NASA explains that the very first description in the West of the monstrously beautiful solar corona – the glorious plasma aura that surrounds our Sun – probably comes from the writer, speaker, and satirist Lucien in the year 932 BCE. He described the stellar shimmer as “a kind of light [that’s] visible about the rim, which keeps the shadow [of the Moon] from being profound and absolute.”
How times have changed. From text to sketches to photographs, our understanding of this awe-inspiring phenomenon has been transformed over the centuries. Now, as revealed in a new study, we’ve taken some of the best images of it to date, those that have revealed new structures in the corona; hidden filament-like dancers that improve our understanding of the physics of the Sun.
The corona (“crown”), first named during the 1806 eclipse by Spanish astronomer José Joaquin de Ferrer, is mesmerizing. It’s the outermost segment of the Sun’s weird atmosphere, one with multiple sources of light – but light so dim that we can only properly see it when the Moon conveniently blocks out the majority of the Sun’s light.
Extending millions of kilometers into space, its temperature is of the order of several million degrees, far hotter than the surface of the Sun. It’s a ghostly hell, but if you moved through it, its extremely low density means you wouldn’t feel the heat.
There are indubitably more questions than answers at present.
“In deep space, the solar wind is turbulent and gusty,” Craig DeForest – solar physicist at Southwest Research Institute (SwRI), explained in a press release. “But how did it get that way? Did it leave the Sun smooth, and become turbulent as it crossed the Solar System, or are the gusts telling us about the Sun itself?”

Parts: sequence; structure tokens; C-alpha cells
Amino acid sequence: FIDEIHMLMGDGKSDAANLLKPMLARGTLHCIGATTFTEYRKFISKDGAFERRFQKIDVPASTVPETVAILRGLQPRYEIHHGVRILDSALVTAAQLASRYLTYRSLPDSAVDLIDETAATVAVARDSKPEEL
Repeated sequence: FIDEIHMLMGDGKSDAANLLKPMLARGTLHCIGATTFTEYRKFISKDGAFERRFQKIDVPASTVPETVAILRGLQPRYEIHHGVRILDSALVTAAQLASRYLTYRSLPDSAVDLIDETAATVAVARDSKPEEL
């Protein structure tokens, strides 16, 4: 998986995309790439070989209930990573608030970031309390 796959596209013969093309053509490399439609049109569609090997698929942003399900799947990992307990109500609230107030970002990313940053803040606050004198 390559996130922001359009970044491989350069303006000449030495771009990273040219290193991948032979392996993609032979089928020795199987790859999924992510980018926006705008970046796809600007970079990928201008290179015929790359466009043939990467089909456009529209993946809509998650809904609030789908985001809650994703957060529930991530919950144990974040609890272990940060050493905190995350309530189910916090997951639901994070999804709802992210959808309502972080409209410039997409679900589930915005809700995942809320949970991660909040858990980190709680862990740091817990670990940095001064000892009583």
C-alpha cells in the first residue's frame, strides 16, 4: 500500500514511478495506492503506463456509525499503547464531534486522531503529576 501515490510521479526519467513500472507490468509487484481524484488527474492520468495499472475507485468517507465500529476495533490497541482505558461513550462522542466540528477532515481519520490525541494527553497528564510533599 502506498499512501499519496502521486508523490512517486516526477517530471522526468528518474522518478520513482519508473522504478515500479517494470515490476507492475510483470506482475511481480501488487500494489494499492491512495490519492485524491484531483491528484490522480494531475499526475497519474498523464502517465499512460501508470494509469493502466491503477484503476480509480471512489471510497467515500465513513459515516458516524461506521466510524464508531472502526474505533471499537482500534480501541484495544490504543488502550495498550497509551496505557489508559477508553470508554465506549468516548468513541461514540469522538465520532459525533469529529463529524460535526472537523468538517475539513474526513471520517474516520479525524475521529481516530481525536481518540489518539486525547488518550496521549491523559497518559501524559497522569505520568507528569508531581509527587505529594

Enter, NASA’s STEREO spacecraft, a solar observation mission comprised of two segregated telescopes. The SwRI at Boulder-led team turned to STEREO-A – part one of two – which took long exposures of the Sun while behind it. Longer exposures boosted dimmer details, but the team still had to deal with the inherently fuzzy resolution of the snaps.
Using some novel computational wizardry, the team managed to filter out some of the additional noise, produced by the instrument itself, the Sun, and other electromagnetic interference from elsewhere in space. The team also had to take into account the hyperfast motions of the solar wind emerging from the Sun too in order to make sure their individual images matched up and didn’t have a pesky blur.
Et voila: those fine structures were recorded. They’ve been rather beautifully described as the “cars” of the corona, compared to the “freeway traffic” of the solar wind.
Previously suspecting the outer corona to be a same-same smudge of material, the team were surprised to see any wavering patterns in the miasma at all. It appears that they’re individual parts of larger structures named coronal streamers, closed magnetic loops that are often fairly luminous.
Another revelation involved the Alfven surface, a boundary beyond which any solar material is lost to space forever. The spectacular new images and processing, allowing scientists to track the evolution of the corona like never before, found that the boundary isn’t clean cut, but a wavering, blurrier zone.
Perhaps most enigmatic of all is that, at a distance of around 10 solar radii, their image processing can’t resolve details anymore. Weirdly, at greater distances, they can again. This isn’t likely a computational problem, but rather something far more exciting: a region of the outer corona whose physics we have no understanding of whatsoever.
This is just the beginning. New images, more teams, and new spacecraft will peer into the Sun’s crown, attempting to peel back the enigmatic layers.
This new paper, though – published in The Astrophysical Journal – represents our greatest awareness of the corona to date, many millennia after we first described it shattering the lunar shadow.